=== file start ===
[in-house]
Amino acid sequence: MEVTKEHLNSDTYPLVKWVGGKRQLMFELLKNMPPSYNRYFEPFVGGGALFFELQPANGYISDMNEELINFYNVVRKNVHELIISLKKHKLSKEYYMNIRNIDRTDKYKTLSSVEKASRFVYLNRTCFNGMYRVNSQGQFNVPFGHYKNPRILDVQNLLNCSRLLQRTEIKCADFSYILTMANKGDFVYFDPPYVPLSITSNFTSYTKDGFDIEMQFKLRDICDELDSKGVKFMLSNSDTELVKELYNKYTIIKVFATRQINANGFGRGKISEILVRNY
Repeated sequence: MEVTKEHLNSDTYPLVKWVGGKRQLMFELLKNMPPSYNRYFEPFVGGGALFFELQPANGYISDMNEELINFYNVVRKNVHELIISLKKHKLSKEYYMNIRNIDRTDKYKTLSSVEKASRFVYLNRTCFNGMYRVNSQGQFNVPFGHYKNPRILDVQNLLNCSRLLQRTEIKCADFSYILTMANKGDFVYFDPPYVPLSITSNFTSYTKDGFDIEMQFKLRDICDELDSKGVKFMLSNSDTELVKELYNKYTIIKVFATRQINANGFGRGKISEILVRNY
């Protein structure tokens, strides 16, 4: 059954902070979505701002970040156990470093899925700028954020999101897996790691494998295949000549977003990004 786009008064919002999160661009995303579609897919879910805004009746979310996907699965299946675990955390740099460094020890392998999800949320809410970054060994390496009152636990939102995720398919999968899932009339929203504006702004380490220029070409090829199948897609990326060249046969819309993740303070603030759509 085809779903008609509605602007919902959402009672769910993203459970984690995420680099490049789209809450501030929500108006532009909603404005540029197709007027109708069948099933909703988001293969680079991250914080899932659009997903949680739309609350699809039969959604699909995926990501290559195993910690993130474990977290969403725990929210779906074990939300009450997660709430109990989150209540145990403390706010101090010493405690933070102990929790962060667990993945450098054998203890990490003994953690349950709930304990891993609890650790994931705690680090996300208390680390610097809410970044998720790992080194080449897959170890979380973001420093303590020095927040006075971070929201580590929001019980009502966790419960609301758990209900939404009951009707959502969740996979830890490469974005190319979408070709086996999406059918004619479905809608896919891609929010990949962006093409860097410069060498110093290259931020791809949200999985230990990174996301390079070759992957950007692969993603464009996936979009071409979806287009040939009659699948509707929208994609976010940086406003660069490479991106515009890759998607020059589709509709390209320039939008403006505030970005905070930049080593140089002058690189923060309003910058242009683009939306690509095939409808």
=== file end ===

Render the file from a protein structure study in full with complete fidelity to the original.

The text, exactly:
[in-house]
Amino acid sequence: MEVTKEHLNSDTYPLVKWVGGKRQLMFELLKNMPPSYNRYFEPFVGGGALFFELQPANGYISDMNEELINFYNVVRKNVHELIISLKKHKLSKEYYMNIRNIDRTDKYKTLSSVEKASRFVYLNRTCFNGMYRVNSQGQFNVPFGHYKNPRILDVQNLLNCSRLLQRTEIKCADFSYILTMANKGDFVYFDPPYVPLSITSNFTSYTKDGFDIEMQFKLRDICDELDSKGVKFMLSNSDTELVKELYNKYTIIKVFATRQINANGFGRGKISEILVRNY
Repeated sequence: MEVTKEHLNSDTYPLVKWVGGKRQLMFELLKNMPPSYNRYFEPFVGGGALFFELQPANGYISDMNEELINFYNVVRKNVHELIISLKKHKLSKEYYMNIRNIDRTDKYKTLSSVEKASRFVYLNRTCFNGMYRVNSQGQFNVPFGHYKNPRILDVQNLLNCSRLLQRTEIKCADFSYILTMANKGDFVYFDPPYVPLSITSNFTSYTKDGFDIEMQFKLRDICDELDSKGVKFMLSNSDTELVKELYNKYTIIKVFATRQINANGFGRGKISEILVRNY
């Protein structure tokens, strides 16, 4: 059954902070979505701002970040156990470093899925700028954020999101897996790691494998295949000549977003990004 786009008064919002999160661009995303579609897919879910805004009746979310996907699965299946675990955390740099460094020890392998999800949320809410970054060994390496009152636990939102995720398919999968899932009339929203504006702004380490220029070409090829199948897609990326060249046969819309993740303070603030759509 085809779903008609509605602007919902959402009672769910993203459970984690995420680099490049789209809450501030929500108006532009909603404005540029197709007027109708069948099933909703988001293969680079991250914080899932659009997903949680739309609350699809039969959604699909995926990501290559195993910690993130474990977290969403725990929210779906074990939300009450997660709430109990989150209540145990403390706010101090010493405690933070102990929790962060667990993945450098054998203890990490003994953690349950709930304990891993609890650790994931705690680090996300208390680390610097809410970044998720790992080194080449897959170890979380973001420093303590020095927040006075971070929201580590929001019980009502966790419960609301758990209900939404009951009707959502969740996979830890490469974005190319979408070709086996999406059918004619479905809608896919891609929010990949962006093409860097410069060498110093290259931020791809949200999985230990990174996301390079070759992957950007692969993603464009996936979009071409979806287009040939009659699948509707929208994609976010940086406003660069490479991106515009890759998607020059589709509709390209320039939008403006505030970005905070930049080593140089002058690189923060309003910058242009683009939306690509095939409808």